Hyderabad: Pesticides will cause severe genetic damage in persons who regularly handle them. The genetic defects are also passed on to their offspring triggering a chain of DNA related health problem from one generation to the next.
A study carried out by the department of genetics of Bhagawan Mahavir Medical Research Centre here, revealed that pesticides can cause cytogenetic (damage to cells and DNA) effects, besides lowering the acetyl cholinesterase (an important enzyme in blood) levels in farmers exposed to pesticides. Andhra Pradesh has the dubious distinction of being the largest consumer of chemical pesticides and fertilisers and many farmers in the State do not use safety measures to avoid pesticide poisoning.
Naravaneni Rambabu and Kaiser Jamil of Mahavir Medical Research Centre enrolled 210 farmers exposed to pesticides and 160 non-exposed individuals to determine the genotoxicity (genetic poisoning) and acetyl cholinesterase (AChE) levels. They determined the AChE levels from blood samples collected from farmers and control subjects.
Later, the scientists conducted AChE (true and pseudo) estimation by colorimetric method. It revealed that there was a progressive fall in both the RBC and plasma AChE levels in exposed individuals compared to unexposed individuals.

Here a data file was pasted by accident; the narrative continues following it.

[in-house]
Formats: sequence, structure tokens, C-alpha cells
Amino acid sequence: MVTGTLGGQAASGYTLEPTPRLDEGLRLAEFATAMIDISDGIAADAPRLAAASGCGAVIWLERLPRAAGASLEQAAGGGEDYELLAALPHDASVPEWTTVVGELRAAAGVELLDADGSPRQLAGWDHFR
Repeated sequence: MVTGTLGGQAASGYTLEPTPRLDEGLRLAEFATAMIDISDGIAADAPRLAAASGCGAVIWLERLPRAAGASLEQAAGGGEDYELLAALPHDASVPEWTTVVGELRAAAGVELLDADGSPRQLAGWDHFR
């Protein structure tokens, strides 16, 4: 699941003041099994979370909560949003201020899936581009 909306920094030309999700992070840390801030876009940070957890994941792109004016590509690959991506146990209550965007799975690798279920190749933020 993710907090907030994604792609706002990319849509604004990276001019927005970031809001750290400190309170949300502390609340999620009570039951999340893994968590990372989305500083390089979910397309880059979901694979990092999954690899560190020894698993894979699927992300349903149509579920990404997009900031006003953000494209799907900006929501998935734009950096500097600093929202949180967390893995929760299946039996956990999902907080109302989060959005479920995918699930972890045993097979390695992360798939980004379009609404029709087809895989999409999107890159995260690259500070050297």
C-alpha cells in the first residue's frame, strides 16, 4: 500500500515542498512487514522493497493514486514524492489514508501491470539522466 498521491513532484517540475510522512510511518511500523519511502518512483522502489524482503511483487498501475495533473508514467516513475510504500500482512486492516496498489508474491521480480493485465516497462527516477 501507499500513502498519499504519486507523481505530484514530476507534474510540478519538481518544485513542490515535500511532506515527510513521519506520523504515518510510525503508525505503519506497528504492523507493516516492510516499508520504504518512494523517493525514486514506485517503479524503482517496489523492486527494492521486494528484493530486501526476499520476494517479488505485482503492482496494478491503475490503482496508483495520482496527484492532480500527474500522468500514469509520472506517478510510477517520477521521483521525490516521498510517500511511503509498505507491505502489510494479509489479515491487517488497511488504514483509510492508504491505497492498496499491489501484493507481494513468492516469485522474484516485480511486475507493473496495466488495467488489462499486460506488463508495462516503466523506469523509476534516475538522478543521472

They said there was an increase in DNA damage and higher chromosomal aberrations in exposed farmers compared to the control subjects. When they compared the AChE levels with DNA damage and structural chromosomal aberration frequencies, there was a negative linear correlation.
The study gains significance in the backdrop of increase in pesticide and fertiliser consumption in the State by almost 100 times in the last three decades. Even introduction of genetically engineered crops like Bt cotton has not brought down the percentage of pesticide or fertiliser consumption in the State.